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[Commlist] New book: The “GreekCrisis” in Europe: Race, Class and Politics

Tue Sep 10 12:05:09 GMT 2019

New book: The “Greek Crisis” in Europe: Race, Class and Politics

By Yiannis Mylonas (Brill, 2019)

The “Greek Crisis” in Europe: Race, Class and Politics, critically
analyses the publicity of the Greek debt crisis, by studying Greek,
Danish and German mainstream media during the crisis’ early years
(2009-2015). Mass media everywhere reproduced a sensualistic “Greek
crisis” spectacle, while iterating neoliberal and occidentalist
ideological myths. Overall, the Greek people were deemed guilty of a
systemic crisis, supposedly enjoying lavish lifestyles on the EU’s
expense. Using concrete examples, the study foregrounds
neoorientalist, neoracist and classist stereotypes deployed in the
construction and media coverage of the Greek crisis. These media
practices are connected to the “soft politics” of the crisis, which
produce public consensus over neoliberal reforms such as austerity and
privatizations, and secure debt repayment from democratic


  1. Introduction: The Study of the Greek Economic Crisis in Europe
through the Media
 1.1Contextual Issues, Critical Political Economy and Cultural Studies
 1.2European Mass Media as the Empirical Material of the Study
  1.2.1  A Brief Excursion on Liberalism and its Discontents
  1.2.2  Greek, Danish and German Liberal Press
 1.3On Method: Thematic Analysis, Discourse Theory Analysis, Critical
Discourse Analysis
  1.3.1  The Relevance of Discourse Theory
  1.3.2  Critical Discourse Analysis Perspectives
 1.4The Analytical Pillars: Race, Class, Politics
  1.4.1  On Race Remainders: An “Eternal” Greece
  1.4.2  On Class Hegemony
  1.4.3  Theorizing (Post)Politics
 1.5 An Outline of the Chapters to Follow
  2. Greek Crisis, Eurozone Crisis, Global Capitalist Crisis
 2.1Setting the “Greek Crisis” in Perspective
 2.2A Crisis of Capitalism and Capitalist Crises: A Brief Excursion to
Marxian Analyses
 2.3Crisis and Restructuring: Neoliberalism, Globalisation, Financialisation
 2.4The Greek Crisis as a Symptom: Centre and Periphery Divisions
 2.5The EU, the Euro, and Austerity
 2.6Debt, Restructuring and Primary Accumulation
 2.7Concluding Remarks: Understanding Capitalism as Religion
  3. The “Greek Crisis” in the Media: Hegemony, Spectacle and Propaganda
 3.1Media Aspects
 3.2Political Communication and the Public Sphere
 3.3Understanding Hegemony
  3.3.1  The “Greek Crisis” in the Media: A Critical Overview
  3.3.2  Hegemony, Propaganda and Biopolitics
 3.4Spectacular Dimensions of the “Greek Crisis”
 3.5Concluding Remarks: Interpellating and Disciplining the Working Class
  4. A Cultural Failure: Reification, Orientalism, Nationalism
 4.1Introduction: (I)liberal Uses of Culture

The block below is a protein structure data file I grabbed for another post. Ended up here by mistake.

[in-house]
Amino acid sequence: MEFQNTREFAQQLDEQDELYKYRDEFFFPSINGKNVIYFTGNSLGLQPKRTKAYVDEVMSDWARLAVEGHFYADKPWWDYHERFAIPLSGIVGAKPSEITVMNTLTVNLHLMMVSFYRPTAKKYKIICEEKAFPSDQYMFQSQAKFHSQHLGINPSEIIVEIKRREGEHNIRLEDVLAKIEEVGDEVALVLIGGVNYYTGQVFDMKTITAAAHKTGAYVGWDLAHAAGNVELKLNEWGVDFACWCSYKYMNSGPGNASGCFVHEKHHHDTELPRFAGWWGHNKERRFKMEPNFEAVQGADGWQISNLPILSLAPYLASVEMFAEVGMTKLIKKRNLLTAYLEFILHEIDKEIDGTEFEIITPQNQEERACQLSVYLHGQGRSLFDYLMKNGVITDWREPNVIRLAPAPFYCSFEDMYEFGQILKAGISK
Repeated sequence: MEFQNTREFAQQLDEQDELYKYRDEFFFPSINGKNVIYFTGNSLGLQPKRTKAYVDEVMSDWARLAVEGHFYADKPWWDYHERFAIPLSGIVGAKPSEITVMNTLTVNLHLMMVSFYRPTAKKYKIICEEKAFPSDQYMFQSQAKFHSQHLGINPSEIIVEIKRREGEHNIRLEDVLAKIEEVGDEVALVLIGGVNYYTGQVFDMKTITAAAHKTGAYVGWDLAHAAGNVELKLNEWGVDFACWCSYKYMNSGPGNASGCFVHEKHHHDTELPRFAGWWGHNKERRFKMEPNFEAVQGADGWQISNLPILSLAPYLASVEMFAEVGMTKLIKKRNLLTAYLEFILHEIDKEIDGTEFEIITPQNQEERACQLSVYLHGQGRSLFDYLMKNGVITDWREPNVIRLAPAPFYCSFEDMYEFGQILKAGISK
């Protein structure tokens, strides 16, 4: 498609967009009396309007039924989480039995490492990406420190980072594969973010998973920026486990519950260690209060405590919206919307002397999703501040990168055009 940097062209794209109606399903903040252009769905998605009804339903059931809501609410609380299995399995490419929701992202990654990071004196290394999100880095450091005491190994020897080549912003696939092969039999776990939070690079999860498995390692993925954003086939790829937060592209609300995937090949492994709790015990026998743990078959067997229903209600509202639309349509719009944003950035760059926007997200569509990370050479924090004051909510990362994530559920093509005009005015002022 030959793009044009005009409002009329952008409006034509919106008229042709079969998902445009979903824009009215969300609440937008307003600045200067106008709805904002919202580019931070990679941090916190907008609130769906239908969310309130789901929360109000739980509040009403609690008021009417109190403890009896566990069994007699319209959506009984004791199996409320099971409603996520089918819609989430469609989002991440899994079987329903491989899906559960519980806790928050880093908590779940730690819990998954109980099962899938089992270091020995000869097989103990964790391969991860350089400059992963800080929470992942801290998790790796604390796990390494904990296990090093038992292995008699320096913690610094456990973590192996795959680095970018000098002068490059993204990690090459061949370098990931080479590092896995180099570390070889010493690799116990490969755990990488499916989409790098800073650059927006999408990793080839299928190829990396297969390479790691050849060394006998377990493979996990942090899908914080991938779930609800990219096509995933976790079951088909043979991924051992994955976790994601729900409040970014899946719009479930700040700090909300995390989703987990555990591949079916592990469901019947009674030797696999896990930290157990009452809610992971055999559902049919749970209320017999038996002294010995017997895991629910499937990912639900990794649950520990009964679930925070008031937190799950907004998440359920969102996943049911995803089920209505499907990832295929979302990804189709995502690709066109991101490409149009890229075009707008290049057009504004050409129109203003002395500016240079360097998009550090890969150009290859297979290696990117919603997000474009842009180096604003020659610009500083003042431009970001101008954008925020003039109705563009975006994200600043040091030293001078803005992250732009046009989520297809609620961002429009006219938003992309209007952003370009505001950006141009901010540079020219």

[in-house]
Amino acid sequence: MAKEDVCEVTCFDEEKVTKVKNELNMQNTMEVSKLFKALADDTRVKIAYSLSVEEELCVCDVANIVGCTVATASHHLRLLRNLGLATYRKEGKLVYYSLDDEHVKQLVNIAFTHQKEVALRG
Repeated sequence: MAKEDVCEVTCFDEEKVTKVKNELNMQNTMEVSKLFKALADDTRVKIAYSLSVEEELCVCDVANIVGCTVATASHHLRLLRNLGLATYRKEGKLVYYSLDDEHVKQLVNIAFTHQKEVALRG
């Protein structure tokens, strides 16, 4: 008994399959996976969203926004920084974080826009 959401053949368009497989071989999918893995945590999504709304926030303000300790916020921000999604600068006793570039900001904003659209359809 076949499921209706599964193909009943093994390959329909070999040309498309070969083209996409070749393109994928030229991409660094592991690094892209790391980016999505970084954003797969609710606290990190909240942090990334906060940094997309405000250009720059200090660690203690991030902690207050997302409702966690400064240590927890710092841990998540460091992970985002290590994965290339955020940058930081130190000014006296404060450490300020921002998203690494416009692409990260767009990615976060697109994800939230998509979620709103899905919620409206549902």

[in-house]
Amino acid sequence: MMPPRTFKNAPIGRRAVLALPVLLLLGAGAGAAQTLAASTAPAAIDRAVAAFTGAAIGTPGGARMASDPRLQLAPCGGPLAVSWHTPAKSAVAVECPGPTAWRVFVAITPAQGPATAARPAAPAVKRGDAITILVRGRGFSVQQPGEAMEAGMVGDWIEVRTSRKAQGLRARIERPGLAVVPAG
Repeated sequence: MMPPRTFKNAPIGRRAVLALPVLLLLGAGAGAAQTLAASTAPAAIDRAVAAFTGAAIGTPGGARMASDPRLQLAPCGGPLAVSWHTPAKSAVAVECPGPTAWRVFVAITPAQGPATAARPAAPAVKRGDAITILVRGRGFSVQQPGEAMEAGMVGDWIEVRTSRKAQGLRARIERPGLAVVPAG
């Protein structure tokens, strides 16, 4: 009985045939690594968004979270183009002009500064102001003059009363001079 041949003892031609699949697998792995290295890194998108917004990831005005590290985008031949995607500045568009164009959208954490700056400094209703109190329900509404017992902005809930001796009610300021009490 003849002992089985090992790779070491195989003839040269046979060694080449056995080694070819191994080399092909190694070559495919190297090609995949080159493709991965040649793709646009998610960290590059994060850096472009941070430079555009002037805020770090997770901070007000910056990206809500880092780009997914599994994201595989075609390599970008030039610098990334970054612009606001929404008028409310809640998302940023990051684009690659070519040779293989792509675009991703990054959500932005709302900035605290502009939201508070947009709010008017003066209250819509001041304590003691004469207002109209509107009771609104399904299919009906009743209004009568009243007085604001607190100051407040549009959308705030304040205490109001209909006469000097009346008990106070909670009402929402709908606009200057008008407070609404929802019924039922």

4.2Hegemonic Constructions of the (Occidental) Self and the (Oriental) Other
 4.3Greece as a non/quasi-European Other
  4.3.1  The Culturalisation of Greece and its Crisis
  4.3.2  Greece as a Commodity: Media Rituals to Sustain Ideological Myths
  4.3.3  Nationalism, Narcissism, Anxiety: Europe as a Panopticon and
a Benchmark
 4.4Concluding Remarks: The Occident, the Orient and the Liberal
Meritocracy Cult
  5. Under a Middle-Class Gaze
 5.1Governing Inequality
 5.2The Middle-Class Gaze and the Media
 5.3“The Loser” as a Master Class Frame
 5.4The Greek Crisis and the Construction of “Losers”
  5.4.1  The Irrational: Ignorant, Irresponsible, and Frustrated
  5.4.2  The Immoral: Lazy, Profligate, Deceitful and Bankrupt
  5.4.3  The Threatening Other: Resentment, Spite, and Loath
  5.4.4  Idealising the Bourgeois; the Enduring Myths of a Peripheral
Upper Class
 5.5Concluding Remarks: Reaction, Diversion, Division
  6. Exceptionalising the Crisis, Normalising Austerity
 6.1Technocratic Politics
 6.2Establishing the Crisis and Austerity Publicly in Depoliticised Terms
  6.2.1  The Eurozone Crisis as an Apocalyptic Spectacle: Mediatised
States of Exception
  6.2.2  Naturalizing Austerity; the Only Solution (Without an Alternative)
  6.2.3  The “Extreme Center” and Constructions of “Realism”
 6.3Concluding Remarks: Authoritarian Capitalism with Fascist Dispositions
  7. Conclusions: Context, Politics, Negativity
 7.1Reinventing Critique, Reinventing Politics
 7.2Debunking Hegemony’s Crisis’ Myths
 7.3The Making of Regimes of Entitlement: Class is at the Heart of the Matter
 7.4Capitalism is Apocalyptic: Politicizing the Crisis, Austerity, the
“Free Market”, and the (Capitalist) Economy
 7.5Negativity and Utopia

Yiannis Mylonas, Ph.D (2009), University of Copenhagen, is Assistant
Professor at the School of Media of the National Research University
Higher School of Economics, in Moscow.

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